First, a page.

As our kiddos get older, it’s just as important to get and stay informed on the issues and why it matters. While you can certainly be an advocate without knowing every single detail about your cause, the more knowledgeable you are on the subject the more prepared you will be to engage in debates and ultimately increase awareness to your cause.

3. Find your advocacy style



While there are certainly many different ways to enter a meeting where you are interested in having yourself heard, kindness and respect will serve you well. Of course we will be emotional. We are fighting for our children and in many cases, the outcomes will directly determine their quality of life, educational goals and heath.

My grandmother always told me that I would catch more bees with honey than I would with a stick. Looking back, I thinks she was hoping I would stop being so bossy toward my younger sister.

I learned that it is important to find a style that fits best with your personality and goals. Do you prefer writing an email, one on one meetings, speaking up at a school board meeting or consulting with a team of experts. Emotionally, we are usually stretched thin and often don’t have the bandwidth to filter our every word, especially when we are working on behalf of our little ones. No one knows you better than yourself, so take some time to determine how your own demeanor, word choice and tone might be received both positively or negatively. In most cases, the people working for and with our children are going to be in our lives for a while. At one particularly intense appointment with Andrew and his urologist, I made a sarcastic remark that sounded a little more snarky than I intended. As a result, the surgeon did not take much I had to say seriously for several years and I had to really work to prove that I was indeed committed to the protocol that we had decided upon and took his work, as well as Andrew’s health, very seriously.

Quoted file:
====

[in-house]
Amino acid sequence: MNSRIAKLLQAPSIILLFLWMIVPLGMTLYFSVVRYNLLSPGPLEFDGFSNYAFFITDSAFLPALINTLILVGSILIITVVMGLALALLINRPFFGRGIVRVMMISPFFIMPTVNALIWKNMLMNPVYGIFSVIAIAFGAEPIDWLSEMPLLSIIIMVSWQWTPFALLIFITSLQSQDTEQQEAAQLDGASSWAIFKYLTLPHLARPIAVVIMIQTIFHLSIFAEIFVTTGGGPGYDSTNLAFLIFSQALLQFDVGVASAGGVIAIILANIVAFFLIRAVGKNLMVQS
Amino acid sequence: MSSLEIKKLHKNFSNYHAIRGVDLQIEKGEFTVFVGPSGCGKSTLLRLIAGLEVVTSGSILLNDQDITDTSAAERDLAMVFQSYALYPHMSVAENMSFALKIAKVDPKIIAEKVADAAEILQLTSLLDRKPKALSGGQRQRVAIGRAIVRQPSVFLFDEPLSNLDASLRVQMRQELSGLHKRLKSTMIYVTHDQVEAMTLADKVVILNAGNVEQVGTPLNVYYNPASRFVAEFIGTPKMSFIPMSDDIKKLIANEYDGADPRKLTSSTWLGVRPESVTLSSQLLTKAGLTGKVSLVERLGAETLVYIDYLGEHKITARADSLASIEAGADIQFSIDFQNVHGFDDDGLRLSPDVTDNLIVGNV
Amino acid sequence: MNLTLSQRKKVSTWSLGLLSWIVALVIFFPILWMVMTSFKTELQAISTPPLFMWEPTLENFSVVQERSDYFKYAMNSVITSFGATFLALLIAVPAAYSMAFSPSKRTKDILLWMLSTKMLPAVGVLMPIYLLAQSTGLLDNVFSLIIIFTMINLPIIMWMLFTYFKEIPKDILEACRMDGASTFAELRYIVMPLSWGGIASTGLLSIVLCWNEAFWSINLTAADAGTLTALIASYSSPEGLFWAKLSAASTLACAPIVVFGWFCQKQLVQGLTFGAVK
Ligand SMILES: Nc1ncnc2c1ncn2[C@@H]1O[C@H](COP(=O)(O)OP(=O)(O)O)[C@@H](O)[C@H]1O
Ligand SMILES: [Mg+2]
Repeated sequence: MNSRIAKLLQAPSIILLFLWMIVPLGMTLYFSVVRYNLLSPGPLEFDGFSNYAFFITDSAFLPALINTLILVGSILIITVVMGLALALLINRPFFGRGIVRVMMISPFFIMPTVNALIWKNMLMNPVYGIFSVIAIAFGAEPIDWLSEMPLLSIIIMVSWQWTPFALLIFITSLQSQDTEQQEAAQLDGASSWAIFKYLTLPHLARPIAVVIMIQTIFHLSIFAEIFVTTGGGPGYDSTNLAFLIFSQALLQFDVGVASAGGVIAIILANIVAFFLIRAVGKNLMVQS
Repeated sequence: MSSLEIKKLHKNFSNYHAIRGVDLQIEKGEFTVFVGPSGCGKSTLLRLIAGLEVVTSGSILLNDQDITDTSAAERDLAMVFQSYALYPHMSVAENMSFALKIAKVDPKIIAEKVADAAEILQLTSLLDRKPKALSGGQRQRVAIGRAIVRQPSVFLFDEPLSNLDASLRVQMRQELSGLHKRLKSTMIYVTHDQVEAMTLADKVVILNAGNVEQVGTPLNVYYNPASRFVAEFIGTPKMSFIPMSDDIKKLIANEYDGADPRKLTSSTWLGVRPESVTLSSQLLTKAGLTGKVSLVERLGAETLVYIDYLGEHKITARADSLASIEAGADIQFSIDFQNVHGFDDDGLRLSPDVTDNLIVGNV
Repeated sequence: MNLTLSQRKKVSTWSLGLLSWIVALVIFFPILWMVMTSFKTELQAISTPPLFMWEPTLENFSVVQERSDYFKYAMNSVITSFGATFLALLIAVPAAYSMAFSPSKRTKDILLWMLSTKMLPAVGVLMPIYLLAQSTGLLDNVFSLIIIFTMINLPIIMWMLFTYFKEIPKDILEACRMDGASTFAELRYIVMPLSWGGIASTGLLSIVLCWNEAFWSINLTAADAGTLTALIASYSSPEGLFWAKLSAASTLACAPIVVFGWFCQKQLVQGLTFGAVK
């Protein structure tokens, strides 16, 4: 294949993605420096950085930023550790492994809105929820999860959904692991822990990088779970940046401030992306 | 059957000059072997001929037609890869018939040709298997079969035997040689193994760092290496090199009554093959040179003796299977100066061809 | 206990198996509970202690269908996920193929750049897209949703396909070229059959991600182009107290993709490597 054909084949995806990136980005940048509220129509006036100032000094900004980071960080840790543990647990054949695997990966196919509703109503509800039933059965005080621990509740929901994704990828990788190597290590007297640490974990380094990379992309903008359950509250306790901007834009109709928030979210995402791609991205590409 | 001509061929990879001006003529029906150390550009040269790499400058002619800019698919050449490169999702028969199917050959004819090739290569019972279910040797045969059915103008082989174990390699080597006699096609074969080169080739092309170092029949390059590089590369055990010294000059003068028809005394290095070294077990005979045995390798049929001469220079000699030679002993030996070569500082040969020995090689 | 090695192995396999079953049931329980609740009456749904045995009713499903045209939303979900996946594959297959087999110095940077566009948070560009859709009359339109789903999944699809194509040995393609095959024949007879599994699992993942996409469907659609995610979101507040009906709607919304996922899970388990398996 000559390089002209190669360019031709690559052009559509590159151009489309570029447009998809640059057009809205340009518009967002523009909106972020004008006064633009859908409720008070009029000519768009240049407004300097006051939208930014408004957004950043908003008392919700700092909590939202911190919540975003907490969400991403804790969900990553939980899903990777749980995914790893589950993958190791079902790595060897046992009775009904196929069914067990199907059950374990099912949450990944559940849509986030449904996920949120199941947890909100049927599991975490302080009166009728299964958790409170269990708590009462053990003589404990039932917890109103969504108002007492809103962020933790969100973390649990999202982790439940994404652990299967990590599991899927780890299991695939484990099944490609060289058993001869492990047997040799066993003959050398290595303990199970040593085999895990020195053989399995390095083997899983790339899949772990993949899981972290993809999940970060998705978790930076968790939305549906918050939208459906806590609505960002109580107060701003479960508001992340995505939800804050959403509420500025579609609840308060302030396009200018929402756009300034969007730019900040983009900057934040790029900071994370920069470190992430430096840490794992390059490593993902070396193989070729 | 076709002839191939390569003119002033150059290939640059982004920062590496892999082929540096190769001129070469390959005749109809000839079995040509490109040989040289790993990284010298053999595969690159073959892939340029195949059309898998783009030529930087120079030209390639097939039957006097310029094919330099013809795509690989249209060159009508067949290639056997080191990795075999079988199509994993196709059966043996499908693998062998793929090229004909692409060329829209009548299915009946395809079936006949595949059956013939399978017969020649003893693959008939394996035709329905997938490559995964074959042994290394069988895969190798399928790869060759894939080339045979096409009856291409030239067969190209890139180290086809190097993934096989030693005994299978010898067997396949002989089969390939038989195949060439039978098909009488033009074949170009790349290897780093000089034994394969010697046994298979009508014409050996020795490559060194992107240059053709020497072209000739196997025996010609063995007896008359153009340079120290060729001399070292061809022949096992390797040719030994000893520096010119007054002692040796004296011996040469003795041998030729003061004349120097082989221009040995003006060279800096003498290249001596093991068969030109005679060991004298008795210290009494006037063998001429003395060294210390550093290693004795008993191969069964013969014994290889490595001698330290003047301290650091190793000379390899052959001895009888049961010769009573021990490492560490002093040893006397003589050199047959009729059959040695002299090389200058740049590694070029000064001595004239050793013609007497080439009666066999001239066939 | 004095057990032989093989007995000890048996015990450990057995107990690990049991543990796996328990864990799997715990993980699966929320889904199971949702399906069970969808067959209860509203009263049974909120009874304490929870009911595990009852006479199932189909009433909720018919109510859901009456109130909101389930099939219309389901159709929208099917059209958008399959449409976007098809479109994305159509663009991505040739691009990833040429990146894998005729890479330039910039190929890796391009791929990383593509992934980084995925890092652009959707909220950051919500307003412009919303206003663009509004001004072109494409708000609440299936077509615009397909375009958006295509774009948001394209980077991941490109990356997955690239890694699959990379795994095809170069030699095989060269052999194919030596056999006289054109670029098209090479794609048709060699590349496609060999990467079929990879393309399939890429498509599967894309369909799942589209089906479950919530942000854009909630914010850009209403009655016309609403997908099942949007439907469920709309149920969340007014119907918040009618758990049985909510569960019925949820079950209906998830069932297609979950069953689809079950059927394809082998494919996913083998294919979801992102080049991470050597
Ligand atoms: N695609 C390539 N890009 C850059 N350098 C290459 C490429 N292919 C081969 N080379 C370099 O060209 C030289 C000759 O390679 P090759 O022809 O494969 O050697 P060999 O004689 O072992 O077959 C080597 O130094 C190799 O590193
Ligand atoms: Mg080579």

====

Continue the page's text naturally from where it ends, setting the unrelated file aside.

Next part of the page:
4. Get involved and meet with others

There are communities such as this one, groups, organizations and advocacy efforts united for a common cause. Keeping in touch with others who might have already successfully worked toward or found solutions that you are dealing with is a great way to increase our own awareness. Not to mention that groups can achieve much more than a single person could do alone. Moreover, by working alongside other individuals with similar goals or struggles, you learn more about yourself, join a growing cause and make great new friends along the journey.

5. Use your voice
The last and probably most important tip to being an advocate is simple: Take action. Action is the cornerstone of any advocate, whether it’s speaking up for yourself or your child. No matter your advocacy style, the key is to use your voice and share your story.

It behooves us to create positive interactions and find solutions that work for our children without creating treacherous mountains out of navigable hilltops. Let me be clear that while serious conversations may need to happen with a head nurse, a principal or manager, make sure that you maintain respectful language and professionalism no matter what your style may be.

Though advocacy comes in many forms, you ultimately define what it means to be an advocate. But at its core, advocacy involves taking action and taking a stand for a cause you believe in.

Leave a Comment

Your email address will not be published. Required fields are marked *